Movements of static charge between materials takes place spontaneously, in all cases, the charges equalize or the material with the greater charge gives charge to the less charged material. This sometimes occurs as an immediate discharge and sometimes it’s very slow, but in all cases this goes on until the settlement of the value of their energy potentials. The human body and basically every living substance has charge. Each cell is from a physical point of view also a bearer of electric charge. Therefore, in some cases the energy in our bodies goes away spontaneously, in other cases, it is obtained spontaneously. How this happens during various different circumstances is mentioned at http://www.miroslavprovod.com

    It follows that we live in an environment where this little known factor – the static charge – can be harmful in excess, while in other cases, it may be beneficial to our health. The electrons from the external world can subtly manipulate the processes going on in our body. In case of an absence or on the other hand an excess it may interfere with body immunity, and may also cause health complications.

    Current medicine does nothing to address the value of the charge of our body. It actually does not deal with the amount of charge on our cells, of which our body is composed. Doctors remove only the consequences of a possible overvoltage or under-charge of the ideal amount of our physical charge; the causes of the disease whose nature is often in the outer harmful energy effects, are not dealt with.

    Medicine, as a discipline, is not the only science that does not deal with the negative effects of static electricity on the cell membranes of humans. In other fields, such as architecture, the environment, chemistry, physics and other fields, the static charge changes the properties of the matter.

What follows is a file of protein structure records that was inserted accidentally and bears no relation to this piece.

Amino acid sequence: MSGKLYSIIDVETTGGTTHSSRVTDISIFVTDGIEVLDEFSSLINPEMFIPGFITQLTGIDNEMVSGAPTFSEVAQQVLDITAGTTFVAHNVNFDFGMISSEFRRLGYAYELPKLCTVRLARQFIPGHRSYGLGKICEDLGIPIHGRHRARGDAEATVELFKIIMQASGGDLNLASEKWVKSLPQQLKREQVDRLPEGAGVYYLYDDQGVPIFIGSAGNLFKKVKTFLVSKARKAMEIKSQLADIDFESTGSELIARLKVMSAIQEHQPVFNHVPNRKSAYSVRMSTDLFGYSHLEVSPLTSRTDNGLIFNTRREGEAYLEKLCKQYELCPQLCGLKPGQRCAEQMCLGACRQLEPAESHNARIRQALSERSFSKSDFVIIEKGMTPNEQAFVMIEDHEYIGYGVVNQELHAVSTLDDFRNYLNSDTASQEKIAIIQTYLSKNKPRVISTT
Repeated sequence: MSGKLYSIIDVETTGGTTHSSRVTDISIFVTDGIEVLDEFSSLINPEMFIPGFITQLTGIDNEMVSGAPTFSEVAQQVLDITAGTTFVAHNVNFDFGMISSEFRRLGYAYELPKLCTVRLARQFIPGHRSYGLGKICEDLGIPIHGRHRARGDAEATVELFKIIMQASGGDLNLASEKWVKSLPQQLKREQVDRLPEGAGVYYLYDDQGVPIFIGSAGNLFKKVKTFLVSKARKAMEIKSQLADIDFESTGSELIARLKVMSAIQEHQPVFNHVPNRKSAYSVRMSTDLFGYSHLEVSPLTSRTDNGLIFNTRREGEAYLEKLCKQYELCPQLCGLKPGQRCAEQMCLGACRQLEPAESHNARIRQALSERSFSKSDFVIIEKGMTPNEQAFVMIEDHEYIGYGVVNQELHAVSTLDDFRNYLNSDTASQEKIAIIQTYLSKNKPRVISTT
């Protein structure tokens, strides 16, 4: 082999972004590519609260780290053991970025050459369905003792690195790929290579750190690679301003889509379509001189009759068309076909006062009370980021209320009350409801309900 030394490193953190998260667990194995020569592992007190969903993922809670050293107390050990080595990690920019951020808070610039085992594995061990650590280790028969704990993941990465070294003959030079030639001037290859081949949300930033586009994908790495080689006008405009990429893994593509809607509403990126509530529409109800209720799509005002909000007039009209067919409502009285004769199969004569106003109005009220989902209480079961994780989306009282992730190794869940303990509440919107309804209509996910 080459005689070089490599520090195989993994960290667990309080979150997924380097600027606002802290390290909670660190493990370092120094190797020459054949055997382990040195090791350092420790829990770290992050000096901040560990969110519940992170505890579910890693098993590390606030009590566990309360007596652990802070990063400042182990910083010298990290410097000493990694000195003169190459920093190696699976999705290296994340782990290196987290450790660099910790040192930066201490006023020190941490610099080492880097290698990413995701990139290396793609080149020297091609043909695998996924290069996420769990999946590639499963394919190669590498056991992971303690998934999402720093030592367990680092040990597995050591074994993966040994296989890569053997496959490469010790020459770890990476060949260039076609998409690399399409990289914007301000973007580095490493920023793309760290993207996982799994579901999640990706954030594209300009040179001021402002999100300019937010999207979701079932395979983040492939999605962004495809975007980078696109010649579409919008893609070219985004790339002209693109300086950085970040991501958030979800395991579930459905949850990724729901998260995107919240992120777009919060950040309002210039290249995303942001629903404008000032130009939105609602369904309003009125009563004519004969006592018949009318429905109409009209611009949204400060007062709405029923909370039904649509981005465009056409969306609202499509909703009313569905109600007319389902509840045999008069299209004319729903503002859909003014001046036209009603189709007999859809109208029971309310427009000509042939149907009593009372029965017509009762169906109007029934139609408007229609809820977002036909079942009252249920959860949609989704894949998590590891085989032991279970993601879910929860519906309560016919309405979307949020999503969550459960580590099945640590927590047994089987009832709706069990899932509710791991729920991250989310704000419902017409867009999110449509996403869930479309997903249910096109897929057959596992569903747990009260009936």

It is remarkable that the ancient cultures already knew about the effect of static charge on human health. Archeologists have shown that hundreds of thousands of pieces often made of a hundred ton massive rock, were deployed across the country. Occasionally someone would move a small rock for a short distance by the use of towing ropes and announces that rocks of great weight were transported in the same way. This however does not sound plausible. Scientists have dealt with this issue in the course of history without success and the colossal work of our ancestors ended up in mysteries.

    If we would like to solve that megalithic “Gordian knot”, we first need to postpone the widely known “textbook knowledge” and go back to prehistoric times and responsibly look at the mystery of megaliths, which may hide some help in the same way as monastic libraries do. It can not be overlooked that the sacred buildings of all kinds were located in the vicinity of watercourses, the zones of natural sources of static electricity. The matter of these structures accumulates static charge, which is then spontaneously transformed into organisms of worshipping believers. This process was magnified by burning candles. This used to be used centuries ago but the laws of physics haven’t changed since. This energy transformation process in the bodies of visitors is identical in the church buildings of stone masonry of all kinds at present as well. Energy gain is perceived as pleasant feeling. Conversely, a close contact with a person that is energetically weak can feel uncomfortable. The friction between two objects with different dielectric constant creates a static charge and this is a physical fact that has been known for centuries. In the last century, the fact that water flows generate static electricity was, perhaps intentionally, neglected. Sacral structures accumulate static charge in their mass – energy that is produced by mutual friction of two diverse non-conductive or poorly conductive materials – running water, shorelines and bottom of the watercourse. The first material are the water molecules, the second material is a rock through which the water flows.
    If we can not understand everything on earth without justification and put it rather off into the realm of miracles, see e.g. water, rock, Lourdes, it would be broadly beneficial, if we focus more intensely on the research of the often neglected natural force – static charge (electricity), and its properties that are still unknown.

    Miroslav Provod